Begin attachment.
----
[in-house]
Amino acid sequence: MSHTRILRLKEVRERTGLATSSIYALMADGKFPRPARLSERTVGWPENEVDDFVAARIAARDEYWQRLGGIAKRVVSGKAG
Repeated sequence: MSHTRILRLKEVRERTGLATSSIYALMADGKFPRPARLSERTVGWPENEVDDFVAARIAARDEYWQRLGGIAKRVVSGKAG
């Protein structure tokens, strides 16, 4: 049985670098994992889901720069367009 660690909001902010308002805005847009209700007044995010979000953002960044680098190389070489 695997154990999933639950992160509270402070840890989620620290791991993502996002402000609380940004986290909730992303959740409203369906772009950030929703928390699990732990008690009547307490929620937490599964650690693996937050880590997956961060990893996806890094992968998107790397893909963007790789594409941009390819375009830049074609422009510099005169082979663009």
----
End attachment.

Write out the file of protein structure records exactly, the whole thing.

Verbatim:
[in-house]
Amino acid sequence: MSHTRILRLKEVRERTGLATSSIYALMADGKFPRPARLSERTVGWPENEVDDFVAARIAARDEYWQRLGGIAKRVVSGKAG
Repeated sequence: MSHTRILRLKEVRERTGLATSSIYALMADGKFPRPARLSERTVGWPENEVDDFVAARIAARDEYWQRLGGIAKRVVSGKAG
């Protein structure tokens, strides 16, 4: 049985670098994992889901720069367009 660690909001902010308002805005847009209700007044995010979000953002960044680098190389070489 695997154990999933639950992160509270402070840890989620620290791991993502996002402000609380940004986290909730992303959740409203369906772009950030929703928390699990732990008690009547307490929620937490599964650690693996937050880590997956961060990893996806890094992968998107790397893909963007790789594409941009390819375009830049074609422009510099005169082979663009």